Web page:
Workman’s collection includes several photographs of his mother, her family, and their home dating from the late nineteenth century to the early twentieth century. According to her obituary in The State, she was born on August 11, 1889, to James Newton and Florence Sharpe Watkins in Anderson, South Carolina. She married her husband, Major William D. Workman, Sr., in September 1913. They had two children, William D. Workman, Jr. and Vivian Virginia Workman. She passed away on June 27, 1981, at the age of 91.[1]

Heber Rhea Thomas Workman, Caesars Head State Park, 1947

Workman’s wife, Heber Rhea Thomas Workman, was born in 1918 to Heber and Ruth Thomas. In 1937, she graduated from Winthrop, where her papers are held. She then married Workman and had two children, William D. Workman III, and Dorrill “Dee” Workman.[2] She earned M.A. and Ph.D. degrees in English at the University of South Carolina and served as an English professor at Columbia College from 1957 to 1977.[3] During her tenure, she received several post-doctoral fellowships and became known as an expert in Irish History. As such, she gave many presentations and organized several noteworthy exhibits.[4] She also served as editor of South Carolina Magazine and was named S.C. mother of the year in 1978. She passed away in 1988 at the age of 69.[5]

Dorrill “Dee” Workman, Clark’s Hill Dam, 1952 [now J. Strom Thurmond Dam]

The Workmans’ daughter, Dee, left school after tenth grade to attend Columbia College at the age of fifteen and became the youngest college graduate in South Carolina when she earned her BA in English, with honors, at age eighteen.[6] After completing graduate work at the University of North Carolina at Chapel Hill, she moved to Washington, D.C. to work for Sen. Strom Thurmond.[7] Her political involvement continued across all levels of government and led her to Mobil Oil Corporation, where she served as an executive. During this time, she worked closely with then-Ambassador to Saudi Arabia, John C. West.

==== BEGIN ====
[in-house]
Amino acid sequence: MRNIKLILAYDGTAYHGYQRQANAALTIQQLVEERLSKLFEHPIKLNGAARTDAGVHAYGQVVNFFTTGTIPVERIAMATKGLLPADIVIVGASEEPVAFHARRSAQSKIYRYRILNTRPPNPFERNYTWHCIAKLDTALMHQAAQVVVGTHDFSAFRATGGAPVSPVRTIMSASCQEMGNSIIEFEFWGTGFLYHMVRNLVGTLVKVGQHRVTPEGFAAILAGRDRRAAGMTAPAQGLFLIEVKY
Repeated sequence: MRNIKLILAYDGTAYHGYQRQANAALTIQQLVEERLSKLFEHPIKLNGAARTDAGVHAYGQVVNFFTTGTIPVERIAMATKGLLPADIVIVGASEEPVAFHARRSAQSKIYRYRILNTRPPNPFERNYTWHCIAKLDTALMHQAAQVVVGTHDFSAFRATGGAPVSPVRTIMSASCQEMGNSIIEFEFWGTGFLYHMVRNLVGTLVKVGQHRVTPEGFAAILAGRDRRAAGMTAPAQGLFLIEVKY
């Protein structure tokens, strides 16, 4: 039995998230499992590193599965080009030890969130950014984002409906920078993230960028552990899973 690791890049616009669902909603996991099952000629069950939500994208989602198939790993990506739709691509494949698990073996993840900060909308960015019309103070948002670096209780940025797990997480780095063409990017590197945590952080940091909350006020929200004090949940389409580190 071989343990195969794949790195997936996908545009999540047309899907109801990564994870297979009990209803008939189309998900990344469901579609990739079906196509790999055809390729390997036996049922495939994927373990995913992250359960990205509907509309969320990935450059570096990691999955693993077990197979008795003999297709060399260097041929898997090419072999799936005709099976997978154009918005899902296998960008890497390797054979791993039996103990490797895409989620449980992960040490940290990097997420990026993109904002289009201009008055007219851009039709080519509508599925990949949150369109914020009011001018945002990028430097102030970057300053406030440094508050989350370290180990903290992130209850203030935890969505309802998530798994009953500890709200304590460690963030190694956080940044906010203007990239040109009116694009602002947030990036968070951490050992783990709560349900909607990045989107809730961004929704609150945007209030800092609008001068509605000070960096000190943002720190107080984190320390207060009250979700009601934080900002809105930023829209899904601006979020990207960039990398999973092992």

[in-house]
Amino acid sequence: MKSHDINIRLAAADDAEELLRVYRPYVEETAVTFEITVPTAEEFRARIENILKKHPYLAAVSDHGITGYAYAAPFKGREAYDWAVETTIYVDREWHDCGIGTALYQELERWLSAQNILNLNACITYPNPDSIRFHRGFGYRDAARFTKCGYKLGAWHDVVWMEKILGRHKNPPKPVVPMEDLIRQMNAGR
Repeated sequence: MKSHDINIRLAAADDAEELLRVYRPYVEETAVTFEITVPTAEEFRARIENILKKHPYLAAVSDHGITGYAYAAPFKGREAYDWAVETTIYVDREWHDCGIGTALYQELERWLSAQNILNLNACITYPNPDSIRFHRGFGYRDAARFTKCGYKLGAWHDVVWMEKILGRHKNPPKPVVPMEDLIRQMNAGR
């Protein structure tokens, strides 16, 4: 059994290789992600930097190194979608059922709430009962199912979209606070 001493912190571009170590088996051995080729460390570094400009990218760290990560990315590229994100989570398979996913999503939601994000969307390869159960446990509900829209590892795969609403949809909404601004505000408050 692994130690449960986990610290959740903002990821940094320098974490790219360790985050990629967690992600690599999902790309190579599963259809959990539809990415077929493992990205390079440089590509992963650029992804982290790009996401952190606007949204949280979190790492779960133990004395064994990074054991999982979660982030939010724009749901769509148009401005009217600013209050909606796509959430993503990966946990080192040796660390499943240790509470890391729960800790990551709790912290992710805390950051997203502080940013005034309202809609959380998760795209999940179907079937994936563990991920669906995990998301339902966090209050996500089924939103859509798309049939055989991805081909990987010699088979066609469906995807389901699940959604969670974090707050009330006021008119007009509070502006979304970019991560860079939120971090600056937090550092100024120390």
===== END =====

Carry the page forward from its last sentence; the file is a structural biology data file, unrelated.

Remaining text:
By Mae Howe

Reprocessing and digitization of the William D. Workman, Jr. Papers photographs has been made possible by a grant from the National Historical Publications & Records Commission.

[1] “Mrs. V. Workman of Greenville, Dies,” June 28, 1981.
[2] Colleen Bradley and Kelly Gilbert, “Biographical Note,” William D. Workman, Jr. Papers.
[3] Jane Odom, “Scope and Content Note,” Heber Rhea Thomas Workman Papers.
[4] “Dr. Workman S.C. Mother of the Year,” The State, Feb. 12, 1978.
[5] “Dr. Rhea T. Workman, retired professor, dies,” The State, September 19, 1988.
[6] Columbia College Bulletin, October 1963.
[7] Mary Terry, “Female Executive Enjoys High-Powered Lifestyle,” The State, 4 Dec. 1977.

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Reprocessing the William D. Workman Jr. Papers Photographs: First Phase Essentially Complete

I am thrilled to announce that after five months, the first phase of our NHPRC-funded grant project, Reprocessing and Digitizing the William D. Workman, Jr. Papers Photographs, is essentially complete.
In my last update, I had finished “rearranging the images in accordance with the processing plan, transferring them to more protective archival enclosures, and labeling them individually,” but the physical reprocessing of this subseries was not yet finished.